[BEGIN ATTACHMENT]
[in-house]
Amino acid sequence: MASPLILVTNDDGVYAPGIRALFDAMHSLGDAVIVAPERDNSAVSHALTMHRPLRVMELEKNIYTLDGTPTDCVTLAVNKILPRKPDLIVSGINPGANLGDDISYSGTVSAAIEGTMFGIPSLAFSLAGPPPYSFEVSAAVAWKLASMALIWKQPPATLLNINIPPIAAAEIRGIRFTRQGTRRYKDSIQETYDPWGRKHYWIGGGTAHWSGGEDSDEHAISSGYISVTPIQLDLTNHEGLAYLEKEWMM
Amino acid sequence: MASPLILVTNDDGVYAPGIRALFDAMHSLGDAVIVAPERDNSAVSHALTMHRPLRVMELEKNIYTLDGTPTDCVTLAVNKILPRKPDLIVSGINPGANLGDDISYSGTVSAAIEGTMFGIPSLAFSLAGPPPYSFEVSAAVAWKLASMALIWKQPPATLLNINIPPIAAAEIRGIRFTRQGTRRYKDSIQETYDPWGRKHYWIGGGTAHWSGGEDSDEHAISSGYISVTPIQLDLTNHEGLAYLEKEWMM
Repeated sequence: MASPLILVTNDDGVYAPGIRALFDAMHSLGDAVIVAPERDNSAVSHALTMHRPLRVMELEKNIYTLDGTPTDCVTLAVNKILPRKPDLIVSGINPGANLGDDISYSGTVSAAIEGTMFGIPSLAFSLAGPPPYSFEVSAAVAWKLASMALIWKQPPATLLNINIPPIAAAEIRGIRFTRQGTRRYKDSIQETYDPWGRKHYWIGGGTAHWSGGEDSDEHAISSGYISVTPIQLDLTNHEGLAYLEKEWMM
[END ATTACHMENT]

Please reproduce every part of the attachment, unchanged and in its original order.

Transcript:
[in-house]
Amino acid sequence: MASPLILVTNDDGVYAPGIRALFDAMHSLGDAVIVAPERDNSAVSHALTMHRPLRVMELEKNIYTLDGTPTDCVTLAVNKILPRKPDLIVSGINPGANLGDDISYSGTVSAAIEGTMFGIPSLAFSLAGPPPYSFEVSAAVAWKLASMALIWKQPPATLLNINIPPIAAAEIRGIRFTRQGTRRYKDSIQETYDPWGRKHYWIGGGTAHWSGGEDSDEHAISSGYISVTPIQLDLTNHEGLAYLEKEWMM
Amino acid sequence: MASPLILVTNDDGVYAPGIRALFDAMHSLGDAVIVAPERDNSAVSHALTMHRPLRVMELEKNIYTLDGTPTDCVTLAVNKILPRKPDLIVSGINPGANLGDDISYSGTVSAAIEGTMFGIPSLAFSLAGPPPYSFEVSAAVAWKLASMALIWKQPPATLLNINIPPIAAAEIRGIRFTRQGTRRYKDSIQETYDPWGRKHYWIGGGTAHWSGGEDSDEHAISSGYISVTPIQLDLTNHEGLAYLEKEWMM
Repeated sequence: MASPLILVTNDDGVYAPGIRALFDAMHSLGDAVIVAPERDNSAVSHALTMHRPLRVMELEKNIYTLDGTPTDCVTLAVNKILPRKPDLIVSGINPGANLGDDISYSGTVSAAIEGTMFGIPSLAFSLAGPPPYSFEVSAAVAWKLASMALIWKQPPATLLNINIPPIAAAEIRGIRFTRQGTRRYKDSIQETYDPWGRKHYWIGGGTAHWSGGEDSDEHAISSGYISVTPIQLDLTNHEGLAYLEKEWMM